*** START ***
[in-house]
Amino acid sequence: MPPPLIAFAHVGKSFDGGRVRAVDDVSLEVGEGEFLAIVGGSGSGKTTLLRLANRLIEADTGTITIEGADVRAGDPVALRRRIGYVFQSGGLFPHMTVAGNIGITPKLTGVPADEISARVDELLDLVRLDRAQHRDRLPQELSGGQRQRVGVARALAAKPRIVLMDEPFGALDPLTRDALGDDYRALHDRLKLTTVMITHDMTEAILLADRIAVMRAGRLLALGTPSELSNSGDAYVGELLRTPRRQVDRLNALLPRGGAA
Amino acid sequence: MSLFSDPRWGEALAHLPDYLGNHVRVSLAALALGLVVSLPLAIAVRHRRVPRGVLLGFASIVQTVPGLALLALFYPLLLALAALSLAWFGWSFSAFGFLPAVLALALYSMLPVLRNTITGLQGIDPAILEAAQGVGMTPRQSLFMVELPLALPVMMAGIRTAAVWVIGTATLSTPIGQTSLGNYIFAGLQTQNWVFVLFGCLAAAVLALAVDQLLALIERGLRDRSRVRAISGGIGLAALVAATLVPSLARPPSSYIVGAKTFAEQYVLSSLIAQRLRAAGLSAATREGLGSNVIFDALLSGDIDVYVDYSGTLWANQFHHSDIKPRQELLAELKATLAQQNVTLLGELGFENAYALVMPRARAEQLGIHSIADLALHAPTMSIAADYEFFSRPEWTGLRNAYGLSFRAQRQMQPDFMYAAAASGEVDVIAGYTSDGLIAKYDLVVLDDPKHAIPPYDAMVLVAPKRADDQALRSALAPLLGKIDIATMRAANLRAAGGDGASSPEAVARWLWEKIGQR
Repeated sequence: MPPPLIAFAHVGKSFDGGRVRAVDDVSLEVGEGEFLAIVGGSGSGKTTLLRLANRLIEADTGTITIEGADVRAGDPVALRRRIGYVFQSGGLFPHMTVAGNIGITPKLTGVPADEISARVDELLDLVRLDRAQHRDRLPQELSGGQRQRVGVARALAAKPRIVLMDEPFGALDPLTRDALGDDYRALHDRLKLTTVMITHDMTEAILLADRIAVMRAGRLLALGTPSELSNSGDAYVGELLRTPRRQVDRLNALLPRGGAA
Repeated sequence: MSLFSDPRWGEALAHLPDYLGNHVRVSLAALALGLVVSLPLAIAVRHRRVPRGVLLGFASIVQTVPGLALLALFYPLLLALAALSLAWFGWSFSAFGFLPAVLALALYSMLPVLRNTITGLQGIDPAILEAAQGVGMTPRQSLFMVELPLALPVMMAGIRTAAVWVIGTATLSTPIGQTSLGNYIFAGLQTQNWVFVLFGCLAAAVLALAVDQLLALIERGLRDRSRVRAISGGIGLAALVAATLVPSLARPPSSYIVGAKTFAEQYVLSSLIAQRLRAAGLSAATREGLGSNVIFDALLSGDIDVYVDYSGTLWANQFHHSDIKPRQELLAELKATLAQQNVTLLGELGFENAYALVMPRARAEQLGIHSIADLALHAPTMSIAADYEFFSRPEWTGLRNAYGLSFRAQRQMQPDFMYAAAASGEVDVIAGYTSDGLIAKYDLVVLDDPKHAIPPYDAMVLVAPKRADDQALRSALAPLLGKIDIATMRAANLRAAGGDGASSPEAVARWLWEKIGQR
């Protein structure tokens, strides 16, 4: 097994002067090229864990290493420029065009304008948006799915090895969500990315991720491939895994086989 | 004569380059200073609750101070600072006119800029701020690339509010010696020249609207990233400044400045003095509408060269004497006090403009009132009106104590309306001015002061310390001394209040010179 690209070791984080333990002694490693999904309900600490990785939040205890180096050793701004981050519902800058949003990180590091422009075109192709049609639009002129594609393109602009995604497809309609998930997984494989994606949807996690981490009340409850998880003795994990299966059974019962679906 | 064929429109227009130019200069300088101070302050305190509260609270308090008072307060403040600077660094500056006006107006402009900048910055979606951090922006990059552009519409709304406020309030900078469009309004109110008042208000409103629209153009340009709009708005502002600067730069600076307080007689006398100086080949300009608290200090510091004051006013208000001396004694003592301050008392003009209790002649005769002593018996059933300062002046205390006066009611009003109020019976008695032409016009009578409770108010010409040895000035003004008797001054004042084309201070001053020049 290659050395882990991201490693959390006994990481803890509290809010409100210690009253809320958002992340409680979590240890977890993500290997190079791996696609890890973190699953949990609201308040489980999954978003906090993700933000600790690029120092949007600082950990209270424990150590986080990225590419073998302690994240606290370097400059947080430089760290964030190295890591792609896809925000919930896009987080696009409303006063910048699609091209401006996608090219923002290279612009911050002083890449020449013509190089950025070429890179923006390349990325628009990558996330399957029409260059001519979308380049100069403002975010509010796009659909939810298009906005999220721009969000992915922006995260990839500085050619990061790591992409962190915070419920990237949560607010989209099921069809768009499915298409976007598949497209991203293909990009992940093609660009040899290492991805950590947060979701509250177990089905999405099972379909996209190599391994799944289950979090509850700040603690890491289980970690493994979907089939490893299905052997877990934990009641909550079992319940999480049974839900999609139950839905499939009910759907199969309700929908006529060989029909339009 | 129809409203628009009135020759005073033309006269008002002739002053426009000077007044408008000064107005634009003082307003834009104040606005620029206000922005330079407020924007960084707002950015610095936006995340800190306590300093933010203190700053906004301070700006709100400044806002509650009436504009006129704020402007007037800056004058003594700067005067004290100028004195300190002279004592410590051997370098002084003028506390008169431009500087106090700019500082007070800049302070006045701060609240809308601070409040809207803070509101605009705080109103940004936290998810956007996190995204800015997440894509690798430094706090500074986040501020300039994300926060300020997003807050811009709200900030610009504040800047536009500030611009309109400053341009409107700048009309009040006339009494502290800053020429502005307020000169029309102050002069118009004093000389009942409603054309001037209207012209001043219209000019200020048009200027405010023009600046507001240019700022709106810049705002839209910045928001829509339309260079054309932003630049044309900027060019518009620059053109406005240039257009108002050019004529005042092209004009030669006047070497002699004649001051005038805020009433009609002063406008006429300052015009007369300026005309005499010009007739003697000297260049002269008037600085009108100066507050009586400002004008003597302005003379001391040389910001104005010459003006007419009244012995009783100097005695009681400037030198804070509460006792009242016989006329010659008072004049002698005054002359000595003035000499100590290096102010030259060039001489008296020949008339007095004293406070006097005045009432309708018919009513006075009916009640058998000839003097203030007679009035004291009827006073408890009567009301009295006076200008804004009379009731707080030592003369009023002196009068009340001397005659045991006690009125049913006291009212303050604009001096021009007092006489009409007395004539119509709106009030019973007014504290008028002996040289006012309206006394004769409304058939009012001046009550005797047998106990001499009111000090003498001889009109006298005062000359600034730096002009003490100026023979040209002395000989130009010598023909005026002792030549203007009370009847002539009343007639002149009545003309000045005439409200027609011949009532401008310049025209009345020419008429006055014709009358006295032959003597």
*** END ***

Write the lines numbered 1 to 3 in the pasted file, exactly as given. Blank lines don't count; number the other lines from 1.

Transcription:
[in-house]
Amino acid sequence: MPPPLIAFAHVGKSFDGGRVRAVDDVSLEVGEGEFLAIVGGSGSGKTTLLRLANRLIEADTGTITIEGADVRAGDPVALRRRIGYVFQSGGLFPHMTVAGNIGITPKLTGVPADEISARVDELLDLVRLDRAQHRDRLPQELSGGQRQRVGVARALAAKPRIVLMDEPFGALDPLTRDALGDDYRALHDRLKLTTVMITHDMTEAILLADRIAVMRAGRLLALGTPSELSNSGDAYVGELLRTPRRQVDRLNALLPRGGAA
Amino acid sequence: MSLFSDPRWGEALAHLPDYLGNHVRVSLAALALGLVVSLPLAIAVRHRRVPRGVLLGFASIVQTVPGLALLALFYPLLLALAALSLAWFGWSFSAFGFLPAVLALALYSMLPVLRNTITGLQGIDPAILEAAQGVGMTPRQSLFMVELPLALPVMMAGIRTAAVWVIGTATLSTPIGQTSLGNYIFAGLQTQNWVFVLFGCLAAAVLALAVDQLLALIERGLRDRSRVRAISGGIGLAALVAATLVPSLARPPSSYIVGAKTFAEQYVLSSLIAQRLRAAGLSAATREGLGSNVIFDALLSGDIDVYVDYSGTLWANQFHHSDIKPRQELLAELKATLAQQNVTLLGELGFENAYALVMPRARAEQLGIHSIADLALHAPTMSIAADYEFFSRPEWTGLRNAYGLSFRAQRQMQPDFMYAAAASGEVDVIAGYTSDGLIAKYDLVVLDDPKHAIPPYDAMVLVAPKRADDQALRSALAPLLGKIDIATMRAANLRAAGGDGASSPEAVARWLWEKIGQR